Sunday, 21 June 2015

Restaurant Review - Everyday Thai, Fishponds, Bristol

After reading a promising review on Bristol Eating Adventures and reading that the staff are very lovely and accommodating on Trip Advisor, I thought I'd give Everyday Thai a call and see if they could cater for my particular dietary restrictions. I know that gluten and egg free is asking a lot, especially as eggs add flavour and texture to a lot of Thai dishes.

The lady I spoke to on the phone was easily the sweetest person I've ever conversed with and after I explained about my food intolerances, she was very sympathetic and actually said "aww love you!"  I am really not used to that as a reaction! It's funny how you get used to feeling like an inconvenience for trying to eat most of a meal in someones restaurant!

I suggested that we pre-ordered a set menu and she agreed that that would make it easier for them to prepare and make sure I got to try more things. I went for Set Meal 1, which is a mixed starter platter, Thai red curry, chicken with garlic and black pepper, prawn pad Thai, mixed veg with oyster sauce and jasmine rice. (£19.95 per person)

Once at the restaurant we were given an extra table to fit everything on. There was definitely plenty to go around. There is no alcohol served at Everyday Thai (and no BYOB permitted), so we quaffed a bottle of non alcoholic red wine while we tackled the mountains of food before us. I can only apologise for the quality of the photos! I felt oddly self-conscious taking photos which I think was due to the restaurant being quite small and the staff being quite attentive to check all was OK.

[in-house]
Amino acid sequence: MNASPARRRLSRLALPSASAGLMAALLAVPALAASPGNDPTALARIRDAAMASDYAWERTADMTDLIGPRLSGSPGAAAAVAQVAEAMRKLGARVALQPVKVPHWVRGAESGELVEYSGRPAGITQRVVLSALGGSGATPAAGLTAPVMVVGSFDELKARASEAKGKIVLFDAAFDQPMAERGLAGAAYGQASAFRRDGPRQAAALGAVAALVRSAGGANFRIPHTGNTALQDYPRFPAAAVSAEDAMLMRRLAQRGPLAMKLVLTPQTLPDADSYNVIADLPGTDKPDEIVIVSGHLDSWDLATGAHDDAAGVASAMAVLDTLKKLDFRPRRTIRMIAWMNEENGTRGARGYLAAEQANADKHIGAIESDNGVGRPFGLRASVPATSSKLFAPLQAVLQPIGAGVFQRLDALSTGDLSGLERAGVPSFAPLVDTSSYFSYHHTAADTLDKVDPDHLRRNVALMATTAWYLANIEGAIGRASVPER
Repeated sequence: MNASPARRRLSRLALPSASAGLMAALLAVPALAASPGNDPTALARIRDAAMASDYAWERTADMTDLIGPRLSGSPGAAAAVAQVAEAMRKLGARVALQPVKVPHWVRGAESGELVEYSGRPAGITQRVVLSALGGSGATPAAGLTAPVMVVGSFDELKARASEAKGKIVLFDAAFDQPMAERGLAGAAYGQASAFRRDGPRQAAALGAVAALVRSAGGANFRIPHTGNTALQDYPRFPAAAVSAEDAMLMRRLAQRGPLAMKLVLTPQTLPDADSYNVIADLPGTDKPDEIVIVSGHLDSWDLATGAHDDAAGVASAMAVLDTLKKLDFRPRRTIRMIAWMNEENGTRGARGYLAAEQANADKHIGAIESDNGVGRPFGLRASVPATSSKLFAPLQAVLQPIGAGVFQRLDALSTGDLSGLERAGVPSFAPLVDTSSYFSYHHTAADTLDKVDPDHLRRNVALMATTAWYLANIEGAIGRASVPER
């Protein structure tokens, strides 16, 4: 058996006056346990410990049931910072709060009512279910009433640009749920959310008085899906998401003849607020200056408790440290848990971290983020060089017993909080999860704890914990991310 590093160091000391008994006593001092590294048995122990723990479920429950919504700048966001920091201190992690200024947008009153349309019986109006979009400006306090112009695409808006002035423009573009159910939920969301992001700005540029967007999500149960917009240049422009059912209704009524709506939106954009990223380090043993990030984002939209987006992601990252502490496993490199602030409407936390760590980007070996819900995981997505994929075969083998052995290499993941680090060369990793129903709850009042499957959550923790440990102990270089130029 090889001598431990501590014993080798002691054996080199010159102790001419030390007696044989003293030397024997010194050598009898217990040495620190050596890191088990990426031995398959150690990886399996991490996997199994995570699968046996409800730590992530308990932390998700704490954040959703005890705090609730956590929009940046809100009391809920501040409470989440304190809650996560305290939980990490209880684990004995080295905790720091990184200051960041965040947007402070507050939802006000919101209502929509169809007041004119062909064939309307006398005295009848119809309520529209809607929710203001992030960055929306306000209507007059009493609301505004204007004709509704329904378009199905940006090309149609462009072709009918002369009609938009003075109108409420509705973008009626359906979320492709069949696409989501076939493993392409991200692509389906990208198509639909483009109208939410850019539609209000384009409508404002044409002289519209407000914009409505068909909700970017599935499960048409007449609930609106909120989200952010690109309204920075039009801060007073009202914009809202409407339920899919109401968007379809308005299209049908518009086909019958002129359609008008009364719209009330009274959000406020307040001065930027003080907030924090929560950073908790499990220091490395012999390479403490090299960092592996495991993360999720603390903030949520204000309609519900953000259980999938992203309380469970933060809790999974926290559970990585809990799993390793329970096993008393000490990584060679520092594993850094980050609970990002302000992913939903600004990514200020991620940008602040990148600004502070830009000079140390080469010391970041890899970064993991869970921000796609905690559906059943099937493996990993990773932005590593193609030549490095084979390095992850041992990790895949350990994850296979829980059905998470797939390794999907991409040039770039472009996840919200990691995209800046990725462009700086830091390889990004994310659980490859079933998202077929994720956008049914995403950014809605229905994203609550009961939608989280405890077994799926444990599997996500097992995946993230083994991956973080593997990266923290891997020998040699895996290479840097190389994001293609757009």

The decor in Everyday Thai is pretty random. I recommend a seat that looks into the restaurant which will allow you to take it all in. I'm not sure what hockey sticks and African wood carvings have to do with Thai food but it is definitely something to look at!

At the end (once we'd admitted defeat) a waiter apologised to us as he felt that the food wasn't very tasty because it had no egg or gluten. I had to disagree - I felt that every dish was fantastic. I like things hot, so I asked for chilli sauce or some fresh chillis and I was given a bowl of  nam pla prik (thai chillis in fish sauce) which really set things off! The only thing I found lacking was the starter platter, which was just mini spring rolls and satay skewers - obviously most of the normal options are battered or covered in pastry, but it would have been great to get a GF alternative to one of these (I don't ask for much do I?)

We were offered a doggy bag and even to hang onto it for us while we went to the pub - a very sweet touch. One disappointment was the very long wait for the table to be cleared after we had finished eating. I don't think you notice or mind so much when the wine is flowing but we were very sober and keen to continue with our evening! It's a pet hate of mine but did not take away from an otherwise brilliant meal.

Everyday Thai
11 Station Road, Fishponds, Bristol BS16 3RP
01179 657 007